Neil deGrasse Tyson & Jason Silva discuss the meaning of life.

A fantastic discussion about the meaning of life. It says, in better words, what I’ve attempted to get across on this site about the meaning of life as an atheist. Worth listening to, especially if you struggle with this issue.


The Brain and the Law

How will we handle criminals as we learn more about the brain?  I was discussing this issue with my husband the other day so I was thrilled to come across this video.  It’s 34 minutes long but well worth watching if this topic interests you (and it should!)


via Philosophy Monkey

Stumbling on Happiness

Just read this book and absolutely loved it.  Had to recommend it to you.

Found this great review on

Here is a review from Malcolm Gladwell, the author of bestselling books Blink and The Tipping Point, and is a staff writer for The New Yorker.

Several years ago, on a flight from New York to California, I had the good fortune to sit next to a psychologist named Dan Gilbert. He had a shiny bald head, an irrepressible good humor, and we talked (or, more accurately, he talked) from at least the Hudson to the Rockies–and I was completely charmed. He had the wonderful quality many academics have–which is that he was interested in the kinds of questions that all of us care about but never have the time or opportunity to explore. He had also had a quality that is rare among academics. He had the ability to translate his work for people who were outside his world.

Now Gilbert has written a book about his psychological research. It is called Stumbling on Happiness, and reading it reminded me of that plane ride long ago. It is a delight to read. Gilbert is charming and funnyand has a rare gift for making very complicated ideas come alive.

Stumbling on Happinessis a book about a very simple but powerful idea. What distinguishes us as human beings from other animals is our ability to predict the future–or rather, our interest in predicting the future. We spend a great deal of our waking life imagining what it would be like to be this way or that way, or to do this or that, or taste or buy or experience some state or feeling or thing. We do that for good reasons: it is what allows us to shape our life. And it is by trying to exert some control over our futures that we attempt to be happy. But by any objective measure, we are really bad at that predictive function. We’re terrible at knowing how we will feel a day or a month or year from now, and even worse at knowing what will and will not bring us that cherished happiness. Gilbert sets out to figure what that’s so: why we are so terrible at something that would seem to be so extraordinarily important?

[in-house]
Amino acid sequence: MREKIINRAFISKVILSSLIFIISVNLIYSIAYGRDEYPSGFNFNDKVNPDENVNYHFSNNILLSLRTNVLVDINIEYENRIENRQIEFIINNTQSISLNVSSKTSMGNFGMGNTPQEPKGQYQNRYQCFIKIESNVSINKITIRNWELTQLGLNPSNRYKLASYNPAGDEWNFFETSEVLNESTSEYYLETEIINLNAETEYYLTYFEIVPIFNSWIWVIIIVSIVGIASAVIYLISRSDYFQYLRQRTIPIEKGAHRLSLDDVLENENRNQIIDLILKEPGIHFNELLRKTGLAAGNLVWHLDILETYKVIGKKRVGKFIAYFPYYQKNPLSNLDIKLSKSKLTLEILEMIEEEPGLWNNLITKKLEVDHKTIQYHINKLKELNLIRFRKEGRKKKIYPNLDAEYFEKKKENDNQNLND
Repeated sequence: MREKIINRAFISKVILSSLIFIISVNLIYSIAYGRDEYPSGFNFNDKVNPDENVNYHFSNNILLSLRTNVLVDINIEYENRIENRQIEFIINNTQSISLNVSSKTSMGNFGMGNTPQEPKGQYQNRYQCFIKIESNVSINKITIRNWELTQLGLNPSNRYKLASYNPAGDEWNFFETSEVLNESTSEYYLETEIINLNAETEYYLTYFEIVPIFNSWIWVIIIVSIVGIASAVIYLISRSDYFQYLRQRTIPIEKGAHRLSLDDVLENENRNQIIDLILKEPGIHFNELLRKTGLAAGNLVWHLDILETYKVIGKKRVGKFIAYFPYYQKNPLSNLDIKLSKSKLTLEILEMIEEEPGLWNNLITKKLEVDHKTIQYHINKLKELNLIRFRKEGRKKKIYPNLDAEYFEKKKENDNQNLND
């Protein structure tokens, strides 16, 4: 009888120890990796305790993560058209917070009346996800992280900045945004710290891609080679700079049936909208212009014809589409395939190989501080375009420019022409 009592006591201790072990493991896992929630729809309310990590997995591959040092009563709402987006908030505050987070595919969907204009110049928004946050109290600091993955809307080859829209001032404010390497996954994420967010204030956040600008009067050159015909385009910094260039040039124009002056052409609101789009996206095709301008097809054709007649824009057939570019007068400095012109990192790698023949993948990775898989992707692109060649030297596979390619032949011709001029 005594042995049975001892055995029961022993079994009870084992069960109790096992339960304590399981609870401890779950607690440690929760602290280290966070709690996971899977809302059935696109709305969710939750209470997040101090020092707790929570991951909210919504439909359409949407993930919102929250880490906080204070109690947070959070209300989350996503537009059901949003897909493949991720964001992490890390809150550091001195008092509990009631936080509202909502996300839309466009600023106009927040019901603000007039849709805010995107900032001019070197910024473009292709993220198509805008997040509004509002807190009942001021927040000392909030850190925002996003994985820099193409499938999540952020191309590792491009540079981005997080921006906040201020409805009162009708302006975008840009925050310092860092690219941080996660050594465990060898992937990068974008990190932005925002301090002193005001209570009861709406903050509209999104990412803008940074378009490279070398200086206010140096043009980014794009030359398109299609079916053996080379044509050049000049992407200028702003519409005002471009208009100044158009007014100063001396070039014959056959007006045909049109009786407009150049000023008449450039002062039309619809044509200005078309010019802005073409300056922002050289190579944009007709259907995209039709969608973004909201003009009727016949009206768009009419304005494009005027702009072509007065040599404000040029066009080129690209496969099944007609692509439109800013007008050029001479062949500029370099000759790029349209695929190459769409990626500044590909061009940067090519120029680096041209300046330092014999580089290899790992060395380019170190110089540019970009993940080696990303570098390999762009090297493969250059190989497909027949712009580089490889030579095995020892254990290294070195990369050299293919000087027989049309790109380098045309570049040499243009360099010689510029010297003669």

In making his case, Gilbert walks us through a series of fascinating–and in some ways troubling–facts about the way our minds work. In particular, Gilbert is interested in delineating the shortcomings of imagination. We’re far too accepting of the conclusions of our imaginations. Our imaginations aren’t particularly imaginative. Our imaginations are really bad at telling us how we will think when the future finally comes. And our personal experiences aren’t nearly as good at correcting these errors as we might think.

I suppose that I really should go on at this point, and talk in more detail about what Gilbert means by that–and how his argument unfolds. But I feel like that might ruin the experience of reading Stumbling on Happiness. This is a psychological detective story about one of the great mysteries of our lives. If you have even the slightest curiosity about the human condition, you ought to read it. Trust me. Malcolm Gladwell

Atheists/Agnostics and Compassion

I’d love to hear your thoughts on these findings:

Religious People Less Driven by Compassion Than Are Atheists and Agnostics, Study Says

via The Good Atheist on Facebook

see also:

Religious Survey in Canada

I have to say, I felt there was a difference here in Canada regarding our views about religion, but it’s interesting to see it showing up in surveys like this one:

Religious Survey in Canada

Just my personal experience, but it seems to me that Canadians don’t care much if you’re religious or not – the topic rarely even comes up.   I think religion is one of those things we figure should stay in the realm of ‘it’s your own personal business.’

Instead of me pulling out numbers from the survey that caught my attention, I’d be really interested to know what those of you who live outside of Canada think of the numbers.   Did any of the numbers surprise you?

via The Friendly Atheist

[Here’s more reading on the topic of religious belief in Canada if you’re interested.  It’s not regarding the above survey though.]